For years I trained consultants in the ambiguous and complex art of innovation at a prestigious consulting firm. I was amused at their indoctrination which included an unbending adherence to the rule of three. No, not that bad things happen in threes but rather that a client should always be given three paths to action: most ambitious, most cautious and a middle way. These correlate to best case, worst case and most probable case. The objective of this rule is to provide some perspective as to the range of options available, cover as much of the upside and downside of the issue in question as reasonable and to gauge the client's level of aspiration. Given that most of us can only really remember three things at a time, this rule is simply a strategy to break habit bound thinking by showing obvious alternatives.
Lately I'm beginning to see the wisdom in the rule of three. Where it used to be that the center of the bell curve marked the gathering place of consensus or at least cooperative collaboration, it is now the right and left edges of the curve that define the places that keep us apart. These segments are defined by their oppositional relationships. Social media has exasperated the situation as it has become a micro-segmenting forum for marketers and provocateurs alike. Spin becomes the opinion of the segment, and in turn, the segment takes opinion as fact. Consider how many postings you have seen in the last week that not only express a contempt for an alternative point of view but support it with a barrage of partisan data, dubious facts and conspicuous omissions. These segments are motivated to act in a unilateral way sometimes with tragic consequences. The old adage "Everyone is entitled to their own opinion, but not their own facts" appears to have little gravitas in a world where the two are now indistinguishable.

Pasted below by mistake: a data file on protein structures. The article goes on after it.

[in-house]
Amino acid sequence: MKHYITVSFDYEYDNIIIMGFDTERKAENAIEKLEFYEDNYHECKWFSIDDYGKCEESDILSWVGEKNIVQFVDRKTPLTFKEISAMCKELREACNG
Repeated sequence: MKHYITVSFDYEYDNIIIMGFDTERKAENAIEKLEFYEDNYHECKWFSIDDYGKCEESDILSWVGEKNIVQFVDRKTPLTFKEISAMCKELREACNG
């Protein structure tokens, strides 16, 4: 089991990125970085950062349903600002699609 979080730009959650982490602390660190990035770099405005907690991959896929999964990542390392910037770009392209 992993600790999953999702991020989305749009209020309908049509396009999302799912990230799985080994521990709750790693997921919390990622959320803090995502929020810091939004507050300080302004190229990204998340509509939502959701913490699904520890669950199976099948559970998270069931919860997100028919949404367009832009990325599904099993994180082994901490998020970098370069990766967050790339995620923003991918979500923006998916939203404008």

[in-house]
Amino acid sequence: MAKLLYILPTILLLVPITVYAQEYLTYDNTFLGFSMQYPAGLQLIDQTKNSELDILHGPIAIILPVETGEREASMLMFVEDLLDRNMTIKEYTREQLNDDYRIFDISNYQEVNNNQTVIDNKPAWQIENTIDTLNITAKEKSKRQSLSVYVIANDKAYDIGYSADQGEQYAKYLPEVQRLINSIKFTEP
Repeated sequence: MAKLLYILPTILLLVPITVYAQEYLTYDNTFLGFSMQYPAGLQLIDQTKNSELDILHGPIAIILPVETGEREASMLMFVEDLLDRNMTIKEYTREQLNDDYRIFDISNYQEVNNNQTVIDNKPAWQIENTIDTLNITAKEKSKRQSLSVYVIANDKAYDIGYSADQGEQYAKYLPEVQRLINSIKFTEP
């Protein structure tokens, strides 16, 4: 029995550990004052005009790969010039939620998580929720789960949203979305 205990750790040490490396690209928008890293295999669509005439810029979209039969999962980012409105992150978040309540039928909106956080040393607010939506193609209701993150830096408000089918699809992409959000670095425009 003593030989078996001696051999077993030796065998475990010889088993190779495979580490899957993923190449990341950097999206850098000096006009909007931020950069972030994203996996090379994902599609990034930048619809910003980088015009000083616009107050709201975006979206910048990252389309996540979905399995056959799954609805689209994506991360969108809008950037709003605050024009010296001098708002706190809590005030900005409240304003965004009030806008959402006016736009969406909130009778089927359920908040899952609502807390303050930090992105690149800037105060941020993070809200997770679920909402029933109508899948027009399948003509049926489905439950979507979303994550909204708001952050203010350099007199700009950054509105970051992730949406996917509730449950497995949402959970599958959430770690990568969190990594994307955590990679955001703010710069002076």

- Look in Your Blind Spots: When we drive, we know that our mirrors don't reveal the entire situation so we glance over our shoulder just in case to see what we may have missed. The same is true when it comes to our thinking. Instead of "unfriending" that person in your social media network who is always rambling about politics or religion take a moment to actually read their posts. Ask yourself why they believe what they believe. Consider what it must be like to be in their shoes. Look for a deeper rational. This will enhance your understanding.
- Feed Your Head: Read, watch and listen to sources that you seldom encounter or fully engage. If you are straight read The Advocate, if you are progressive, read The National Review. Keep an open mind. Most importantly, look for information or a point of view where you can see a glimmer of truth even though you don't necessarily adhere to it personally. Psychologists call this counter-attitudinal advocacy: making a strong argument for the opposition. This will increase your range.
- Check Your Facts: To gain perspective, you must move outside your normal sphere of influence. Talk with others who take a higher point of view. Consult experts who are more likely to be objective about the situation. Step away from your opinions for a moment and consider the salient facts these experts may possess. Listen for disconfirmatory feedback: where your ideas are proven to be wrong and your course of action erroneous. This will improve your accuracy.
How to vote
Vote-by-mail ballot request deadline: Varies by state
For the Nov 3 election: States are making it easier for citizens to vote absentee by mail this year due to the coronavirus. Each state has its own rules for mail-in absentee voting. Visit your state election office website to find out if you can vote by mail.Get more informationTrack ballot status
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Sometimes circumstances make it hard or impossible for you to vote on Election Day. But your state may let you vote during a designated early voting period. You don't need an excuse to vote early. Visit your state election office website to find out whether they offer early voting.My Election Office
General Election: Nov 3, 2020
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